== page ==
Chuck posted yesterday about the tragedy of pedestrians being killed by badly designed streets, and expressed passionately why the engineering community should be held accountable for these deaths. Chuck is an honest and open person, but in this instance I found the level of candor to be surprising. Normally, we here at Strong Towns try hard to be nice to the people “inside the system,” but it was refreshing to hear Chuck "take the kid gloves off” and spell out the situation.

Thusly inspired, I thought it would be nice to use that level of candor regarding what it means for cities to stop the suburban experiment and fix their development pattern. We often talk about cities needing to stop doing what they currently do, but we usually offer gentle suggestions intended to prod towns in the right direction a little at a time. What if we attacked this problem head-on instead?

For municipalities that want to become Strong Towns, here’s a ranked list of the highest impact actions that would help restore a productive development pattern. This is a generic list, not tailored to any specific community, but the actions on this list would apply to the majority of US towns.


10 Steps to a Strong(er) Town

1. Throw out your parking ordinances.

No parking ordinance is better than no parking ordinance. Allow on-street parking everywhere, and use parking meters as needed to limit on-street congestion in high-demand areas. Let the market figure out the off-street supply and demand balance.

2. Set a maximum block perimeter of 2000’ and ENFORCE it.

This is enough to allow blocks of 800x200’, 600x300’, or 500x400x. Those are enormous blocks. There’s no reason to allow anything bigger than that by right. Bonus points: actually create a master street plan for new development to follow.

3. Don’t permit greenfield development when existing infrastructure is highly underutilized.

Almost every city has a section of town with streets and sewers surrounded by vacant lots or abandoned buildings. As long as there are big chunks of your town like this, there’s no reason to issue building permits for new infrastructure.

4. Require buildings to front the street.

That means no parking lots in front of buildings. The ground floor has to be inhabitable, parking can be beside or behind the building, but there has to be a “front door” that lets pedestrians enter the building directly from the street / sidewalk.

5. Dramatically simplify your traffic hierarchy.

Instead of several different tiers of Arterials, Collectors, and Local streets, try just these three: Major Expressway -> Minor Highway -> Shared Space.

6. Dramatically simplify your zoning.

First, just throw out your entire zoning ordinance because it’s surely horrible. Then try replacing it with just four zones: Heavy Industrial, Mixed-Use, Restricted Residential, and Restricted Agricultural / Natural.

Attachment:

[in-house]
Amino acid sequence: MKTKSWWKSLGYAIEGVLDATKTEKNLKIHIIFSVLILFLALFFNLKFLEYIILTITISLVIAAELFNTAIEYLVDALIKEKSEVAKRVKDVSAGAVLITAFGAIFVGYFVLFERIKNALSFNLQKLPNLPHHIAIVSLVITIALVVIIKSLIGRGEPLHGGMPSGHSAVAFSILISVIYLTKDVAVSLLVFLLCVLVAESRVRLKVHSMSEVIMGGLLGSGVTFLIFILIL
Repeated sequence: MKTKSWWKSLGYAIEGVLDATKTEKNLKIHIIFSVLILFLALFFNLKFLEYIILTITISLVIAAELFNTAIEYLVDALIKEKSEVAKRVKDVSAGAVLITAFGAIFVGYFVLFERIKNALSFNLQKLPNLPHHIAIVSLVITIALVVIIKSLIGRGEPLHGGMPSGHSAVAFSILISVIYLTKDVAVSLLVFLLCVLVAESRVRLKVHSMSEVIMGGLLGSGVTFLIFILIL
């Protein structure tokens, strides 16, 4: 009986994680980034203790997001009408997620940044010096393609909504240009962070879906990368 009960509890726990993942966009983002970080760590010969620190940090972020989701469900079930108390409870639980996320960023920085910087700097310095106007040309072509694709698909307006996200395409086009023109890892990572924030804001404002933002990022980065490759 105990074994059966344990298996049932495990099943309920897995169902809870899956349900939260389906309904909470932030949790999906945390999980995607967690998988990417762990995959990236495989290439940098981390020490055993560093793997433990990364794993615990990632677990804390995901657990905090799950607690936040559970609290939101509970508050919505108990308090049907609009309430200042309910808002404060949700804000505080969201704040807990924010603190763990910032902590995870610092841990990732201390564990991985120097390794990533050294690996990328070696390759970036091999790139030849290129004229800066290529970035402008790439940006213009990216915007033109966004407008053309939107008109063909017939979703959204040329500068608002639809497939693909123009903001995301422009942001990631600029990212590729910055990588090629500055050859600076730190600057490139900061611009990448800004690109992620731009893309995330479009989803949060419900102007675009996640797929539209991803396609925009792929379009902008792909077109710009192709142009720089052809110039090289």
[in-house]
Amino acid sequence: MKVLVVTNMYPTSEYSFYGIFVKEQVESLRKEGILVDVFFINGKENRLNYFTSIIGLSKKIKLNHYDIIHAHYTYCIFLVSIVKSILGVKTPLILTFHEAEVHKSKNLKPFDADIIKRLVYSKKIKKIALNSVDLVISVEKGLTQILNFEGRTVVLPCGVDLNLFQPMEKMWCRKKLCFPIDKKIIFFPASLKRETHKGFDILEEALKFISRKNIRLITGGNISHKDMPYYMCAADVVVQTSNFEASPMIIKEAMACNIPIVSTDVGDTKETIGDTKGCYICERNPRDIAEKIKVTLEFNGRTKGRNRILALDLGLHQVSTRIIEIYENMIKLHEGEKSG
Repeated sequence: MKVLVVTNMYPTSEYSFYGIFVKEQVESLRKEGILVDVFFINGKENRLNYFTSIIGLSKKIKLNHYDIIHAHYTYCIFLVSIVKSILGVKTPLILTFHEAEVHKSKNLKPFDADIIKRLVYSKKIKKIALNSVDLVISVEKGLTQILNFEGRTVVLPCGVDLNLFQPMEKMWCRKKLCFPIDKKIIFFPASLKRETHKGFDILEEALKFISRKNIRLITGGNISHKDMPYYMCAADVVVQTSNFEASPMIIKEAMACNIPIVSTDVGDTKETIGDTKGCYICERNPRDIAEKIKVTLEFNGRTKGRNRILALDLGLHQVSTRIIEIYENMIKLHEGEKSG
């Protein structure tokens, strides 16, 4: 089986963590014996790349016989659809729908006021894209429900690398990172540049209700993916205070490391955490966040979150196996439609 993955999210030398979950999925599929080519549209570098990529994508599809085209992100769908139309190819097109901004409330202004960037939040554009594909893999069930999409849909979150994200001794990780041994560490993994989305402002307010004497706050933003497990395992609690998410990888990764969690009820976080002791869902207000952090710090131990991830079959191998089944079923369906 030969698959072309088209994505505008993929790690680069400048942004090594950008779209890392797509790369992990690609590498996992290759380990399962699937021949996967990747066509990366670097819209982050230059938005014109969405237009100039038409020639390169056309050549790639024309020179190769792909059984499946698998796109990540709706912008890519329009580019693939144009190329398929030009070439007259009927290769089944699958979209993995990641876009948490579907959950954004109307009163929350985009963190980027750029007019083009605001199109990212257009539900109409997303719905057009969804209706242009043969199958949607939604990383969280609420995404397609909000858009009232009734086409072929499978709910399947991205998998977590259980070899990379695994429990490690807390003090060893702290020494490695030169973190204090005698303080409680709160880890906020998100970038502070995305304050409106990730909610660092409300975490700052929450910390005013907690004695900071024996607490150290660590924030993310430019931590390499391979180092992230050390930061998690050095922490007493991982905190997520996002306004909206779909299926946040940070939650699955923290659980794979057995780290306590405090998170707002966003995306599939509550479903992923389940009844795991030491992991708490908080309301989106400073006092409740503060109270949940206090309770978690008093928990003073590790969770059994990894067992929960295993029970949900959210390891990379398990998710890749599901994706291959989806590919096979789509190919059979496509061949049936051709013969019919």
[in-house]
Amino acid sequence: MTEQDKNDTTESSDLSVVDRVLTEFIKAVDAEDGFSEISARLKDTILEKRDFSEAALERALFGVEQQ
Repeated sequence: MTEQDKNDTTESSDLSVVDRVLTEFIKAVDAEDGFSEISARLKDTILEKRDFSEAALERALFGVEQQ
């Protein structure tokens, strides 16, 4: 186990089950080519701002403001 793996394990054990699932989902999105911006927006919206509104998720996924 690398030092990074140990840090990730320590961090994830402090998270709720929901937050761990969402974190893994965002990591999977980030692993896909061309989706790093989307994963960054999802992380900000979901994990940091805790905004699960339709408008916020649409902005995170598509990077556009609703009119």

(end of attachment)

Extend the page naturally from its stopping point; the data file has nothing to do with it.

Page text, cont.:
7. Don’t issue any new bonds until the city’s current debts are fully paid off.

There is such a thing as responsible debt, but we’ve drifted so far away from this culturally that we would be better off quitting cold turkey for a while and getting debt-free for once before carefully re-evaluating the role of debt in the operation of a city.

8. Don’t accept unfunded maintenance obligations.

This applies most to state and federal “economic development” projects and local developments. The expectation for new development should be that the first-wave breaks even and all subsequent intensification produces wealth. If a project won’t pay its full cost of services today, don’t do it.

9. Don’t subsidize businesses or development.

When the city underwrites private enterprise, the city is assuming much or all of the downside risk while the private sector reaps most or all of the potential rewards.

10. Fire anyone on staff who believes the above is unworkable.

In today’s municipal world the professionals are a big part of the problem. There are plenty of good people out there who could work well within the constraints above. If the people in your city staff don’t think that’s possible, then the city needs new staff.


Each one of these actions marks a dramatic departure from the norm for most places. In this blog post I’ve posted just the barest essence of each action, but there are volumes of work that explain these concepts in more detail, both from Strong Towns and around the world. In the coming weeks we’ll look at these more closely to elaborate on the more complex ideas, and to link to a lot of the existing work on these subjects. We’ll update this blog post with links to later posts on the subject as well, in case you want to bookmark this page.

For now, I invite you all to share your thoughts in the comments or on the Strong Towns Network.